- The Washington Times - Saturday, July 18, 2009

Patrick Wey’s upper lip was about three times its normal size Thursday, but it didn’t prevent the 18-year-old from cracking a smile minutes after a pretty successful scrimmage - save for the puck to the face, of course.

Wey, a fourth-round pick by the Washington Capitals last month, is among a stable of the defensemen the organization has used on high draft selections in recent years. Although he’s one of the youngest players on the ice, he hasn’t looked out of place during the team’s summer development camp.

“It has been real tough. They’ve been working us pretty hard, but it has been a good experience for me,” Wey said. “It’s a level of hockey I haven’t been exposed to too much. I’m kind of learning on the fly and taking what I can from the guys around me and trying to make myself better.”

Last summer, the Caps tabbed a defenseman from the United States Hockey League who, after 12 months of hindsight, should have been off the board before the team selected John Carlson with the 27th overall pick.

Wey is not considered to be on the same level as Carlson, but that doesn’t mean a strong 2009-10 campaign wouldn’t have other scouting directors going back and trying to figure out what they missed with the 6-foot-3, 203-pound kid. He had a successful 2008-09 with the Waterloo Black Hawks, scoring seven goals and 34 points in 58 games. Wey looked comfortable on the distributing end of a two-on-one during the scrimmage Thursday - even though he had just been bleeding from his lip less than an hour before.

“I think he’s just a steady, solid player that competes and has a little bite to his game,” Caps scout Steve Richmond said. “He needs to work a little on his foot speed, but four years - or three or whatever it takes - we think he can be a player because he’s got the head and the will to play.”

Carlson went to the Ontario Hockey League to play for former Caps captain Dale Hunter, while Wey will take the more traditional path for USHL kids and play college hockey, enrolling next year at Boston College. It is a different league and a different culture of hockey, but Caps general manager George McPhee is equally pleased with Wey’s plans.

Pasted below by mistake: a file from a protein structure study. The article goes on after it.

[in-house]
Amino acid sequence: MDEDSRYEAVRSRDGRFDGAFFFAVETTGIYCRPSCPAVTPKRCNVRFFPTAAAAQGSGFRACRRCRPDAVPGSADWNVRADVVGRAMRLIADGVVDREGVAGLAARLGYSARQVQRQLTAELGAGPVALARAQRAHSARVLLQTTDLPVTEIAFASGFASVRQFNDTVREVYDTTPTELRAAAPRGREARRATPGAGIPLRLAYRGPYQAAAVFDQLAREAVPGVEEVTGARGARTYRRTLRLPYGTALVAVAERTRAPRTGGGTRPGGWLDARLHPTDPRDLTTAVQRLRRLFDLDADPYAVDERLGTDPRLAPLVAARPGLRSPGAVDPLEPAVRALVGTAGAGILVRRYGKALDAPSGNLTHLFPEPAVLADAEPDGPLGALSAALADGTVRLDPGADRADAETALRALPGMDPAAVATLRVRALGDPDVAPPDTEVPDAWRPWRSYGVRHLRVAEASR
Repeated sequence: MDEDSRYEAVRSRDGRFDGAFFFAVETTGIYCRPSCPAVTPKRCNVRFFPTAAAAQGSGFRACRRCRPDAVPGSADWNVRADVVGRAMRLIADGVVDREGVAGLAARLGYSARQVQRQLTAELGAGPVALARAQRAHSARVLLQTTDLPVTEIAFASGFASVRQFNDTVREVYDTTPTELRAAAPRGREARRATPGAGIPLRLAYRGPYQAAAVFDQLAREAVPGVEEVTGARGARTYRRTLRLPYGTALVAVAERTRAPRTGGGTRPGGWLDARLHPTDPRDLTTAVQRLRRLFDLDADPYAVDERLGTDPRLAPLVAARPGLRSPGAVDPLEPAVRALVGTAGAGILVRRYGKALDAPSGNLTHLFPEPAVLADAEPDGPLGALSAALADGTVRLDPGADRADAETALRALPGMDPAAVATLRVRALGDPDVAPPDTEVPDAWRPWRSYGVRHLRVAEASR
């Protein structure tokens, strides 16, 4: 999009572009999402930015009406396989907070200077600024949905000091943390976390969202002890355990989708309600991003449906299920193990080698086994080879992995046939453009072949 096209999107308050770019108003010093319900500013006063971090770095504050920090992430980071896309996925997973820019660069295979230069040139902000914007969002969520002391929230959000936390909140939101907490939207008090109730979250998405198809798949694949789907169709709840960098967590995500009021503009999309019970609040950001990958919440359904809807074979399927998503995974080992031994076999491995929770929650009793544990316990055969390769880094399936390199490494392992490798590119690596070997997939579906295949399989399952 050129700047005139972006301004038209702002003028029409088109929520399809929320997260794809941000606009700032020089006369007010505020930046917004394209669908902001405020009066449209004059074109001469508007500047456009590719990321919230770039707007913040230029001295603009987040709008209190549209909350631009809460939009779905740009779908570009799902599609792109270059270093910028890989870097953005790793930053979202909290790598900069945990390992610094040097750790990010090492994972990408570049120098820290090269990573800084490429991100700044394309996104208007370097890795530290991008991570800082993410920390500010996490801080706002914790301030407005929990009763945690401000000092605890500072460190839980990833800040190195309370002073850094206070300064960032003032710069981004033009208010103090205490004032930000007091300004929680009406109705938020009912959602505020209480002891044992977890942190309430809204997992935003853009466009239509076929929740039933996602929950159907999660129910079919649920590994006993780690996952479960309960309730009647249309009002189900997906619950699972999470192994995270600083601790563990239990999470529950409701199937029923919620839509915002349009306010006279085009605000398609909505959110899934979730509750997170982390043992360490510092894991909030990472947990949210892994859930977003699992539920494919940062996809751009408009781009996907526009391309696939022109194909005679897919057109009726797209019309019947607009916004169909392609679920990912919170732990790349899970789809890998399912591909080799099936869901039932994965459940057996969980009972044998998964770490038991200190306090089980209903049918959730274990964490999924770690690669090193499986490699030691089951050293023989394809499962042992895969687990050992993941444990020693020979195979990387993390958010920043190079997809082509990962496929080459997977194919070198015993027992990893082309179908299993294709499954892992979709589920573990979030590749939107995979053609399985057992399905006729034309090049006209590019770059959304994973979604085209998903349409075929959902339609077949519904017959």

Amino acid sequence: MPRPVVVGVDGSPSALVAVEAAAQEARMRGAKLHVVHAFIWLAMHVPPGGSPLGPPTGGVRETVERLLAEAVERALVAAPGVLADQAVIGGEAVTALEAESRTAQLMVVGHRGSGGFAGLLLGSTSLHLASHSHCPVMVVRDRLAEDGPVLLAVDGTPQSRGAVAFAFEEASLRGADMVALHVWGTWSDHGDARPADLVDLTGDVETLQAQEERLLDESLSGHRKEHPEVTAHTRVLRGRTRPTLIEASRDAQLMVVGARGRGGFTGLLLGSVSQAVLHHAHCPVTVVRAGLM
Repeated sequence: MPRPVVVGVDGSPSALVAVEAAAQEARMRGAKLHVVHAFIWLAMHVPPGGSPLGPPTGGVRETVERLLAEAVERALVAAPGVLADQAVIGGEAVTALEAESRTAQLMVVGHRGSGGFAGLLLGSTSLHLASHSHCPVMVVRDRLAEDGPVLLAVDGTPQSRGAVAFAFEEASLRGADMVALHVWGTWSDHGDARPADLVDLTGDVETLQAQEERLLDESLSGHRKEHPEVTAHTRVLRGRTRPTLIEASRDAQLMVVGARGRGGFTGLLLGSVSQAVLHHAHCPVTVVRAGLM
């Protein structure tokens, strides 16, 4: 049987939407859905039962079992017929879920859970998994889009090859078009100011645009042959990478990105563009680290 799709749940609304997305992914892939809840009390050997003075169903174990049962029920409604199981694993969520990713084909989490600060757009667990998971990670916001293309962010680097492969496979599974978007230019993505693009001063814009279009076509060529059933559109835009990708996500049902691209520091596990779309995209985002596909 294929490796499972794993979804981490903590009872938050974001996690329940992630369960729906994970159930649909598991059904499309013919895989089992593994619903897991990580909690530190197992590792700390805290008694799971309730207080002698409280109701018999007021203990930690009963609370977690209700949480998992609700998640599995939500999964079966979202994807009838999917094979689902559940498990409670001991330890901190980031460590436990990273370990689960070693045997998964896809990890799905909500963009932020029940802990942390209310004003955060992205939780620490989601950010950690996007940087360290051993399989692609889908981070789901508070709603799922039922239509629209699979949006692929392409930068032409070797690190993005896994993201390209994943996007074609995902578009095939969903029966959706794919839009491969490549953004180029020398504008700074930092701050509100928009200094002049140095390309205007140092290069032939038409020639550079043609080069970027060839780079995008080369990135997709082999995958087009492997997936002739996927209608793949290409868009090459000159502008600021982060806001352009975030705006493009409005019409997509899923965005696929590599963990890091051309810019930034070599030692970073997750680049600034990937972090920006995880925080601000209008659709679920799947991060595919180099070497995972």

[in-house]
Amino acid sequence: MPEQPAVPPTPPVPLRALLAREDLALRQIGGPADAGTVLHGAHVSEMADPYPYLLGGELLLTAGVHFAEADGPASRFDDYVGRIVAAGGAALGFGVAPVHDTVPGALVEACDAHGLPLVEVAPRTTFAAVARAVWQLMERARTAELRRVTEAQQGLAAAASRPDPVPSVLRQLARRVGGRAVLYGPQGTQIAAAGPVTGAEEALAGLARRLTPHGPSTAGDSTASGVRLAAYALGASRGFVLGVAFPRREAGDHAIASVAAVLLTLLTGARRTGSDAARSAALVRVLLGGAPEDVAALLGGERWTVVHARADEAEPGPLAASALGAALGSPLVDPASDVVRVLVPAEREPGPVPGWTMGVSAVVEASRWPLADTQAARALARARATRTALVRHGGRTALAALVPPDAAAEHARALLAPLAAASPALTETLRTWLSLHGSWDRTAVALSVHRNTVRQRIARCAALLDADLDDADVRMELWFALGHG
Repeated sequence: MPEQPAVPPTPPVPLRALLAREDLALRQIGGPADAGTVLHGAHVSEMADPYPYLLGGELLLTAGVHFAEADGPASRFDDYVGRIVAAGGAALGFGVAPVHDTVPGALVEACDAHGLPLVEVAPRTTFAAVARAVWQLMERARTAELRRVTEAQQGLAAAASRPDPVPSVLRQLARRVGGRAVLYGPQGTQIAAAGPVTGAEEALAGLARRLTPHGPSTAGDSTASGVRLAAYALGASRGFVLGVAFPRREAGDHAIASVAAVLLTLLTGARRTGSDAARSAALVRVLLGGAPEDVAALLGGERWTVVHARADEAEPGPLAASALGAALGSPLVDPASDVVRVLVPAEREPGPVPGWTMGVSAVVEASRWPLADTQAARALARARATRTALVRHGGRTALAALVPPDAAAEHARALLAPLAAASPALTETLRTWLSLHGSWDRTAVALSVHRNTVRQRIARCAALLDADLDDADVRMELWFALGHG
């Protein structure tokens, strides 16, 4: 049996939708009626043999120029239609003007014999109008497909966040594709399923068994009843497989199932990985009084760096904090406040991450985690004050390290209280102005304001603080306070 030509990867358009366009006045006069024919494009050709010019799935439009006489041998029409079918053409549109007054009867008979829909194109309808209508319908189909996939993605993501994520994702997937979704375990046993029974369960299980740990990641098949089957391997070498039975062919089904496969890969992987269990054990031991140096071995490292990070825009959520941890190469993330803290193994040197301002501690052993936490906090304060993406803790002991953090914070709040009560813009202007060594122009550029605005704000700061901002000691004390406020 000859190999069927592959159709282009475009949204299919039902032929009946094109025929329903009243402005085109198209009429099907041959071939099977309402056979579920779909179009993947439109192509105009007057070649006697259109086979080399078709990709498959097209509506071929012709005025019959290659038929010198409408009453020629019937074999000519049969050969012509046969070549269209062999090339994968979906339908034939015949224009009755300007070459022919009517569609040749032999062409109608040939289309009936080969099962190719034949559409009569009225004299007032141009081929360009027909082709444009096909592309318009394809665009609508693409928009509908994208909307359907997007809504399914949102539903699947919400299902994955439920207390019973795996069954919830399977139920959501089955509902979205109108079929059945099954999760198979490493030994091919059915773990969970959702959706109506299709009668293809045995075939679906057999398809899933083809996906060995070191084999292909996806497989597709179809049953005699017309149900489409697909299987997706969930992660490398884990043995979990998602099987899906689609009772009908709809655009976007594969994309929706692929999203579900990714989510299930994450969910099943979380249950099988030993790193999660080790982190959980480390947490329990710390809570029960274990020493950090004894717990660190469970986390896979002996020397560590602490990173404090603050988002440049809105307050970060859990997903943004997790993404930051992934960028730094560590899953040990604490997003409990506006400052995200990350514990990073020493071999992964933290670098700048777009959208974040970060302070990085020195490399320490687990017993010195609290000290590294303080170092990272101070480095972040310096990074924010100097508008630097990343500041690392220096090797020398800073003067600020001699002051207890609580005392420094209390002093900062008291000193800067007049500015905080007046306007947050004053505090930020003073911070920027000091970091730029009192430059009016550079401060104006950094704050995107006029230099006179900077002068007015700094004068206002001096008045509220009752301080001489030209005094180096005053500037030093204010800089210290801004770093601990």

At Boston College he will play for Jerry York, who helped McPhee develop into a Hobey Baker award winner at Bowling Green.

“We have relationships with those people, and it seems to help,” McPhee said. “We like it when they are going to a good program, because we know they will be well-coached and will get to play in a lot of big games.”

As Richmond alluded to, Wey will likely spend at least three years at the Chestnut Hill, Mass., campus, but he could be an interesting prospect for the organization in the future. Wey was also a lacrosse player until he left home after his sophomore year of high school to move to Waterloo and play in the USHL, but he failed to put those skills to use early in the scrimmage.

“It just kind of snuck up on me,” he said. “I tried to catch it with my glove, but it is fine.”

Wey’s final list of college choices included Minnesota, New Hampshire and Harvard. York has a pretty convincing history with helping defensemen realize their potential, whether with Rob Blake and Garry Galley at Bowling Green or, more recently, Brooks Orpik and Rob Scuderi at Boston College.

Blake, Galley and Scuderi were, like Wey, midround selections in the NHL draft.

“It just kind of felt right to me. I liked the mix of school and hockey, and I really liked the coaches and the opportunity for them to make me a better player,” Wey said. “It was a big thing for me to go somewhere where I can play and develop and obviously the history of defensemen coming out of BC is really good.”

Note - The Caps traded 2006 second-round pick Keith Seabrook to Calgary for future considerations. The Caps would have lost the rights to Seabrook, the younger brother of Chicago star Brent Seabrook, last summer but because he began his career in NCAA hockey before moving to the Western Hockey League (he played for Calgary last year), they would have kept those rights until next summer when his college class would have graduated.

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